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Subject: MFR & Yoga

Christine W.

March 14, 2016b

Some of you asked me at a recent seminar how i am incorporating JFBMFR into my yoga program. So i thought i would share this blog about it here (with John's permission). For those of you who are yoga teachers, i hope you find it useful!

Yoga therapist, RMT, Hakomi therapist

All the core classes but 3, many repeats and forever repeating

*Art by Karen Kliethermes, Artist

HOW TO INCORPORATE MYOFASCIAL RELEASE INTO YOGA

Here are three (though there are many more!) different ways you can apply myofascial release principles into y...our yoga practice.

1. Hold your poses much much (and in most cases MUCH) longer.

2 – 5 min is the magic window. Why? A few reasons. First, it takes that long for the ground substance to return to its healthy gel-like state and make that area more receptive to change in posture or unhealthy holding patterns. Second, it releases a chemical known as interleukin 8, which is the body’s natural anti-inflammatory. It also has cancer fighting properties!

2. Apply a little bounce.

Rebounding is a term used by John Barnes which introduces a gentle rocking into the body. This motion starts to retrain healthy elasticity back into your fascial system, giving it proper flexibility and support. Imagine taking a straightening iron to curly hair, effectively making it lose its bounce. Over-stretched fascial tissue does much the same. And a loss of bounce means a loss of its shock absorbing properties, making the body vulnerable to injury. If we wanted to make the hair curly again, we would likely need to shower and shampoo to help it back to its original state. For fascia, we want to add a little bounce or wiggle into our practice. Though the bounce is best done after the pose has been released, in my classes I do rebounding in between poses; injury can result if you bounce *during* a stretch, but it’s very helpful if done right after a release has occurred.

Try this sequence the next time you have finished your standing yoga poses. Stand in simple standing pose and let your knees come to a slight bend. Imagine you are standing on a trampoline and allow your body to bounce about 1 centimetre up and down. Close your eyes and feel the bounce in your whole body. Imagine that you are holding a bowl or bottle of water, and each little bounce is creating waves of motion through the whole body of water. Then imagine that water is inside you, and feel the spring-back effect of rebounding to create a whole-body wave of motion. If you can’t feel this with up and down bouncing try to do the same with a side to side sway. Or physically go and get a bowl of water and stand with it in your hands as you sway very slightly back and forth. I use cups of water in my classes to demonstrate this, and most students report the moving water visual to be the trick that made rebounding click for them. Then place the bowl of water aside and close your eyes, returning to your side to side sway; stay connected to how it felt to watch the impact of the sway on the bowl of water. Can you feel the sensation of your body as a liquid mechanism? Did you know that your body is 75% liquid?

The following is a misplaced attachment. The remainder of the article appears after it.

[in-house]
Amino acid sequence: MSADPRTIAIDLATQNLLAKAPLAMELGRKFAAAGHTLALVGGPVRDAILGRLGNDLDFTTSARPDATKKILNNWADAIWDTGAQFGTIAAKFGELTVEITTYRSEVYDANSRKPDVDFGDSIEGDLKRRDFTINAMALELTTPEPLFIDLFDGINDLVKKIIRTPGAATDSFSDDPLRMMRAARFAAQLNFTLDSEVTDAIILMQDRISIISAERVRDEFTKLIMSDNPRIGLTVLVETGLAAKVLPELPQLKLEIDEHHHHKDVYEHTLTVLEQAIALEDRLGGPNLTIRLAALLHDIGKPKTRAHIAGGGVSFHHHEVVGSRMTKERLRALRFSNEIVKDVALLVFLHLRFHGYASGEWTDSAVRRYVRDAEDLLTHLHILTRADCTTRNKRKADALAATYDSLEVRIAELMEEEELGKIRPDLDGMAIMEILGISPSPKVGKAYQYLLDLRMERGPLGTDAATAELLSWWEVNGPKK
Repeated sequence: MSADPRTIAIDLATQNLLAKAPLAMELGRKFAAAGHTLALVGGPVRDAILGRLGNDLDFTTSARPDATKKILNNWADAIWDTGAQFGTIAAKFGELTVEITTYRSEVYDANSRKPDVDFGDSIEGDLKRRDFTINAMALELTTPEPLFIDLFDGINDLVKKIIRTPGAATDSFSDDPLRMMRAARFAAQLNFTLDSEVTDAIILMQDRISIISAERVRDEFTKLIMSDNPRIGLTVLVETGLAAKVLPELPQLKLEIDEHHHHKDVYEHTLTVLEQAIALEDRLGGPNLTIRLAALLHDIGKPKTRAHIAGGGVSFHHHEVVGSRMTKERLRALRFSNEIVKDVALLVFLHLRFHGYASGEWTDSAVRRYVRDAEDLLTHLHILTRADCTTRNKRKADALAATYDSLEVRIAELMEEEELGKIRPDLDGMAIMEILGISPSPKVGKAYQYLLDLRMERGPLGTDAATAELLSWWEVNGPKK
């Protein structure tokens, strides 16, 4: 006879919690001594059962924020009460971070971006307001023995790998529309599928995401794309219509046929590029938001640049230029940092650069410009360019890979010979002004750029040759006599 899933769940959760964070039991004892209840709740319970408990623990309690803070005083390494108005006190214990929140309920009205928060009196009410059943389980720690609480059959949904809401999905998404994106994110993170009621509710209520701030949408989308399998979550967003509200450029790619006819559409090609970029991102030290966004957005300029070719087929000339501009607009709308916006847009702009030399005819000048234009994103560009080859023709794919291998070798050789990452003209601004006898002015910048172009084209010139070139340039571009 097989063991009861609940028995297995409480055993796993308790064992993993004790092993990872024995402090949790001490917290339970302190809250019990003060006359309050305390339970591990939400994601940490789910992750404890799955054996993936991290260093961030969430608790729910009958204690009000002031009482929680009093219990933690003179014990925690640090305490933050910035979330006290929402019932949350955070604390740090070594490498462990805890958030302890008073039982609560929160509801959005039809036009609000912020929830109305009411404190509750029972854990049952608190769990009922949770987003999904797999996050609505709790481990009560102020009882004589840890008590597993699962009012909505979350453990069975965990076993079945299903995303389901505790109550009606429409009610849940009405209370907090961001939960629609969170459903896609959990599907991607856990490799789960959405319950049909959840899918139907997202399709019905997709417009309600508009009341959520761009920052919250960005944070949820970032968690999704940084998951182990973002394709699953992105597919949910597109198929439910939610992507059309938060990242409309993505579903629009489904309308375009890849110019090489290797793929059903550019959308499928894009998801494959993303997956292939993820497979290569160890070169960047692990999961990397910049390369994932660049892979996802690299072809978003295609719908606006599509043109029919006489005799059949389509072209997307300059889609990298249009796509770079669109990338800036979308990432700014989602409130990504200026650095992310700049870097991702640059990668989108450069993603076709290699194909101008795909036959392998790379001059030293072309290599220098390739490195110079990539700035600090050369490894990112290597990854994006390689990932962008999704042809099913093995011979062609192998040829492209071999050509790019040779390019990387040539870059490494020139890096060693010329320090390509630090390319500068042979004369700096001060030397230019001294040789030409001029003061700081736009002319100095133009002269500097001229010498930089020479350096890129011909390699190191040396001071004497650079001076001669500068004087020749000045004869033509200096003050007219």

3. Perhaps most importantly is the attitude of your approach to stretching.

In MFR the main principle is to move in to the body slowly, gently, and very mindfully until the first layer of resistance is felt. The key is to gently lean into this barrier until it relaxes naturally. I like to think of that moment as though the body is graciously allowing me to enter it and make changes. To me this is the same approach as one of the most important principles of any yoga practice which is ahmisa, or non-violence. If I force through my body’s barriers, it feels violent, and usually there are no lasting results because my body resists me.

To apply this attitude to stretching, make sure you move slowly and mindfully into your poses. When you first become aware of the first sensation of ‘stretch,’ stop there and wait. In time (usually about three breaths or so) you will feel the body bow to you and allow you to go further. Then lean in until you find the next sensation of stretch. Wait there for that second release, and then go for the next. Move into your pose this way until you are at your full expression of the pose. It should take you 90 seconds to two minutes to get into your full pose, and from there hold for at least another minute. When you are ready to exit your pose, do so with slow deliberation. Let your yoga practice become a dance.

Think of it as entering a sacred and intimate relationship with your body. Love your body, and let it love you back; communicate with her, and co-operate with her. And in return you will begin to discover the most important relationship in your life: the relationship with your body. This body is the only lifelong friend you will ever have, there with you from the moment of your birth to the moment of your death. Understanding your fascial system is a great way to improve your relationship with your body, as well as to deepen your yoga practice. The fascia teaches us that everything in the body is connected, without exception. Getting to know this sense of connectivity from the inside helps to clarify that sense of connectivity in your whole life. We are all connected, from the cellular level to the cosmic level. Discovering this connection has been the most important realization of my life, and it can be found right here on the yoga mat.


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